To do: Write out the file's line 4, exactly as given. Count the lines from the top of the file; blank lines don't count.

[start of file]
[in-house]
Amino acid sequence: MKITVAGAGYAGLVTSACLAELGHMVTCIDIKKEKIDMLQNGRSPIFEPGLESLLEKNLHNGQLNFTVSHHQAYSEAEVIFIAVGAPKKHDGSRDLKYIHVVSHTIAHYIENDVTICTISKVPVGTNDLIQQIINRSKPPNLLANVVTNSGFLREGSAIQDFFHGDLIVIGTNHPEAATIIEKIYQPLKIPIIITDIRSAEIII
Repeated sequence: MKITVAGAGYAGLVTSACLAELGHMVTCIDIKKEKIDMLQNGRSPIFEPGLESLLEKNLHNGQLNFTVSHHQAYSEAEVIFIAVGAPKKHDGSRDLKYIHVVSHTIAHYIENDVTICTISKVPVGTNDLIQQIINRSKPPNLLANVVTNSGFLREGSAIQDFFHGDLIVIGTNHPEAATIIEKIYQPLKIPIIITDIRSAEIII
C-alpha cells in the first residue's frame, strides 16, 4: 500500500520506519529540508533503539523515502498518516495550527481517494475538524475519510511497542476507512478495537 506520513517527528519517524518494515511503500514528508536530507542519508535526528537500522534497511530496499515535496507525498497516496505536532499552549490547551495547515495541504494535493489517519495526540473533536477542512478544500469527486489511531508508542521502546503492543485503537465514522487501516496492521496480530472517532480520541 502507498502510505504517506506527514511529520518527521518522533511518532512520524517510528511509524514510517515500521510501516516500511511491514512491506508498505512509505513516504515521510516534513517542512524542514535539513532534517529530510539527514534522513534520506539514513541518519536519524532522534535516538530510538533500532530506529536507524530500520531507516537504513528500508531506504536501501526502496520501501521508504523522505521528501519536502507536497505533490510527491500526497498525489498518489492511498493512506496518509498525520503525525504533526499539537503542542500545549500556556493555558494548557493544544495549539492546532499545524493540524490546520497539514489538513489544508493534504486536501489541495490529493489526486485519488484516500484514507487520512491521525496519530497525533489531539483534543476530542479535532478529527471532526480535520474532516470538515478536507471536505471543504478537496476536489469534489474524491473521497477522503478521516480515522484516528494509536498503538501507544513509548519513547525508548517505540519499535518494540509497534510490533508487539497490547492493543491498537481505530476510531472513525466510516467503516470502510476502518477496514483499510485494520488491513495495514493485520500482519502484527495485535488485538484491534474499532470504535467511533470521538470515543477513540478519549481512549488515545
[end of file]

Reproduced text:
C-alpha cells in the first residue's frame, strides 16, 4: 500500500520506519529540508533503539523515502498518516495550527481517494475538524475519510511497542476507512478495537 506520513517527528519517524518494515511503500514528508536530507542519508535526528537500522534497511530496499515535496507525498497516496505536532499552549490547551495547515495541504494535493489517519495526540473533536477542512478544500469527486489511531508508542521502546503492543485503537465514522487501516496492521496480530472517532480520541 502507498502510505504517506506527514511529520518527521518522533511518532512520524517510528511509524514510517515500521510501516516500511511491514512491506508498505512509505513516504515521510516534513517542512524542514535539513532534517529530510539527514534522513534520506539514513541518519536519524532522534535516538530510538533500532530506529536507524530500520531507516537504513528500508531506504536501501526502496520501501521508504523522505521528501519536502507536497505533490510527491500526497498525489498518489492511498493512506496518509498525520503525525504533526499539537503542542500545549500556556493555558494548557493544544495549539492546532499545524493540524490546520497539514489538513489544508493534504486536501489541495490529493489526486485519488484516500484514507487520512491521525496519530497525533489531539483534543476530542479535532478529527471532526480535520474532516470538515478536507471536505471543504478537496476536489469534489474524491473521497477522503478521516480515522484516528494509536498503538501507544513509548519513547525508548517505540519499535518494540509497534510490533508487539497490547492493543491498537481505530476510531472513525466510516467503516470502510476502518477496514483499510485494520488491513495495514493485520500482519502484527495485535488485538484491534474499532470504535467511533470521538470515543477513540478519549481512549488515545